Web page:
Belgrade Waterfront Redevelopment

Blog post written in 2016 for a former blog, Wandering in Cities

Belgrade Waterfront Redevelopment: to get the development through has seen the government has side step countless laws and regulations, and for which there has been zero consultation with the local community.

Seen as part of Serbia’s bid to achieve a global-city status and appeal to the financially elite, the scheme has been initiated through a partnership made between the Serbian government and Eagle Hills, a leading Abu Dhabi-based private investment and development company, focused on the creation of new city hubs in high-growth international markets.  

The development is set to encroach upon the neighbourhood of Savamala, regarded the creative hub of the city, that has recently undergone its own an organic, community-led rejuvenation process. Belgrade Waterfront is set to undo a great deal of this work.

The local communities response to the proposed developments has been exemplary. First attempting to challenge plans through the official channels, after being repeatedly ignored they moved onto explore other means.

Photos above, taken September 2016, show one of many excellently executed protests against the proposals, organised by Ne Davimo Beograd (“Don’t Drown Belgrade”). 


Photos above, taken September 2016, show one of many excellently executed protests against the proposals, organised by Ne Davimo Beograd (“Don’t Drown Belgrade”).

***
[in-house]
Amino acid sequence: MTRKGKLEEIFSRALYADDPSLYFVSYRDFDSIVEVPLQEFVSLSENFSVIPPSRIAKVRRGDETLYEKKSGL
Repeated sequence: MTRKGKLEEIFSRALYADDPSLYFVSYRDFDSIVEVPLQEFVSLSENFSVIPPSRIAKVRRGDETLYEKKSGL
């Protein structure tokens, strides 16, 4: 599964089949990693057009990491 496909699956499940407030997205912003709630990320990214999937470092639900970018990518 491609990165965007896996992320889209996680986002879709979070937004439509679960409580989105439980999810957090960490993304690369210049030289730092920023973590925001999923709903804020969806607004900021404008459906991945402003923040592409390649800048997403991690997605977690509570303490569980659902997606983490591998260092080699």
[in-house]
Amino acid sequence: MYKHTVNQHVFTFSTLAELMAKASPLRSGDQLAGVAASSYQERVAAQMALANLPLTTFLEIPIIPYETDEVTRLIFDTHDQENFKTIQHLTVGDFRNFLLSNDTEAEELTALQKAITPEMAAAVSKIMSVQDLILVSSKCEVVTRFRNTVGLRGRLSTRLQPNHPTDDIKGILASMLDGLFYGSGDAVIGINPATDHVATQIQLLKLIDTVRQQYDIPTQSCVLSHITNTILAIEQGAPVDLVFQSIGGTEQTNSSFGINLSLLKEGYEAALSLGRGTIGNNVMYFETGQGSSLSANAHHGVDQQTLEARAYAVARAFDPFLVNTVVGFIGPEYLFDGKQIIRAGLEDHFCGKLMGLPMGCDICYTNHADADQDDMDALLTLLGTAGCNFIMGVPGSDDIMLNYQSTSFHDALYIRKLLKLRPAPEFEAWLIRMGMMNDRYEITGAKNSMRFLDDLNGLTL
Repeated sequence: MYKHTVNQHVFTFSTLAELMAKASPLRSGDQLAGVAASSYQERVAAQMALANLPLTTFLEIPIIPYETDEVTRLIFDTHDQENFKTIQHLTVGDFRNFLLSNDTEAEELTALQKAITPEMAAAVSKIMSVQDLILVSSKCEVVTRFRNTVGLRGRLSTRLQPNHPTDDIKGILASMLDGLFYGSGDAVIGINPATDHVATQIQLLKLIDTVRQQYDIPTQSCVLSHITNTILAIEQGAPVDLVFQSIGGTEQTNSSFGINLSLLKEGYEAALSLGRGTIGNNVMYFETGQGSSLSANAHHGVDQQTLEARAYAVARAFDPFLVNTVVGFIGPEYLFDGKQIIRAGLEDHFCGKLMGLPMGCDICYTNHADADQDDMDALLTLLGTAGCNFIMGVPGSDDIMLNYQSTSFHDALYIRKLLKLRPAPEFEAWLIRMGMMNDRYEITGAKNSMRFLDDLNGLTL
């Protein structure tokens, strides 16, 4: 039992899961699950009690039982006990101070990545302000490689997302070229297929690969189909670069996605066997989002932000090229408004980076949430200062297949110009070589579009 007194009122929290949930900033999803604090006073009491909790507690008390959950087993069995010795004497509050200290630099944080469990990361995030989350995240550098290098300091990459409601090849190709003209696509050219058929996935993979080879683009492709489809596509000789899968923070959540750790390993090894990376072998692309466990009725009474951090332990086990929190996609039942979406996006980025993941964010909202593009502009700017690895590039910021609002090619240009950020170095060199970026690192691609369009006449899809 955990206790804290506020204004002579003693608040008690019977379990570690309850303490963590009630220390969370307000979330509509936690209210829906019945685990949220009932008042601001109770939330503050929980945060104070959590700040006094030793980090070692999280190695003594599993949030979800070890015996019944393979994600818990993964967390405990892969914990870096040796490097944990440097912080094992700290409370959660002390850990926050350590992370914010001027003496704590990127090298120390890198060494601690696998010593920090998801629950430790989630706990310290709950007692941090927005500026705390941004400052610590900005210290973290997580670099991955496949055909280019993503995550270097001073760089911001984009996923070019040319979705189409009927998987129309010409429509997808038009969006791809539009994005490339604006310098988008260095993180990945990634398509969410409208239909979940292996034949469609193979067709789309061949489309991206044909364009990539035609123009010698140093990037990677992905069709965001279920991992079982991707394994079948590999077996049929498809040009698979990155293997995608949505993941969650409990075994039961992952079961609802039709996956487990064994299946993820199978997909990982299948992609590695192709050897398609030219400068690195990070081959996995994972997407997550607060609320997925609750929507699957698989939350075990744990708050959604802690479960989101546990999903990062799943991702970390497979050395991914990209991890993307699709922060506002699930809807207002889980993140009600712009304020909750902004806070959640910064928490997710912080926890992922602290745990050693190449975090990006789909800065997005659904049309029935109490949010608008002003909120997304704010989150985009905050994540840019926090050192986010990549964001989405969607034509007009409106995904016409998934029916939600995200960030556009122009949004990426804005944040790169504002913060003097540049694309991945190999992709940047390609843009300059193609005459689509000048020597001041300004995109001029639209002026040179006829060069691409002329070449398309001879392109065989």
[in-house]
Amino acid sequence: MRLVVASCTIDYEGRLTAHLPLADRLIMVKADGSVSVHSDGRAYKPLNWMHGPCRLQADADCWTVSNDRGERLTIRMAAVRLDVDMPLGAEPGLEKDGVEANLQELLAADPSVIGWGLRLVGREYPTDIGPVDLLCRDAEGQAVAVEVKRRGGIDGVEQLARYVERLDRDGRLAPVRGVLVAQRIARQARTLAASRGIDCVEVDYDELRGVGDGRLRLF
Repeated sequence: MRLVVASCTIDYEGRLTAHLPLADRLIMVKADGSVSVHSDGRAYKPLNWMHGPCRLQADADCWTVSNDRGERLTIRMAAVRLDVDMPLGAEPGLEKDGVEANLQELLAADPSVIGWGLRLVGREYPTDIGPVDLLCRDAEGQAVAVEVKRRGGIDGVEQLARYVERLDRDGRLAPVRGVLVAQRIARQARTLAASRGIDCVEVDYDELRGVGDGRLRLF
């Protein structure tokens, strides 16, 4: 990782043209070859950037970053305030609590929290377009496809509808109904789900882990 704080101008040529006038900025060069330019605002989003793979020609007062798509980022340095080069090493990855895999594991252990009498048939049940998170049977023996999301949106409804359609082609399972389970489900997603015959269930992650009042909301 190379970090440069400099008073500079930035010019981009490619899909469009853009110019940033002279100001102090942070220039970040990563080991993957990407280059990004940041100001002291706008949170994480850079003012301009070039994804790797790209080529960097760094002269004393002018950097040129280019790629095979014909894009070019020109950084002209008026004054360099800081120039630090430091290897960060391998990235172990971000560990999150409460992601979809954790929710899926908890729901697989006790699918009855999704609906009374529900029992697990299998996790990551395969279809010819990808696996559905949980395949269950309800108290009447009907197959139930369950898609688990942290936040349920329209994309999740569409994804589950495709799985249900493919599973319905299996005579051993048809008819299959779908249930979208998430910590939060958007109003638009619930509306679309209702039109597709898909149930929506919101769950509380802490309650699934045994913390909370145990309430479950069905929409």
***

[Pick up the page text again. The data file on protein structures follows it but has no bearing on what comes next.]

Organisers had created a surplus of placards for anyone to help themselves to, enabling everyone to get and feel involved.

The icon of the protests? A yellow rubber duck. Chosen as in Serbia duck stands for both fraud and penis.

A creative, inclusive protest with residents dressed up as various characters from the redevelopment story so far: including balaclava clad characters referencing the horrific incident on 24 April whereby several buildings situated on the site of the proposed development were demolished at night (those of which the occupiers had been refusing to vacate) by men wearing balaclavas. Onlookers to the scene reportedly had their phones taken by the men and were bound up, tragically resulting in the death of one Read more here.

I was in the city shortly after Hungarian Prime Minister Viktor Orban had erected a huge wall at the south barrier of his country, aimed at preventing refugees, travelling along the so-called Balkan route entering into the county. Limiting entrance into Hungary to 30 per day (28 women and children; 2 men). Serbia, and specifically Belgrade, the stop before Hungary was left to pay the price for his decision.

The result? Camps full to saturation, mostly comprised of young men. Refugees sleeping on the streets of Belgrade or in unsafe warehouses, where fires were constantly breaking out causing a great risk to occupants safety.

Scenes of refugees sleeping at the foot of huge, crass, developers hoarding signs showing this vision of a new ‘new Belgrade’ (to supersede the old new Belgrade) was a daily occurrence. 

The development, complete with a showroom to showcase plans in a controlled environment (photos taken below secretly), positioned in the neighbourhood of Savamala, for which they had claimed the old bank for their purposes (which had been a grass routes arts spaces immediately prior). 

Expensive brochures and associated books showing images of rich, white people admiring their view from their new waterfront development. With advertisements written largely in English, in a country operating almost strictly in Cyrillic. 


#Regeneration for who?

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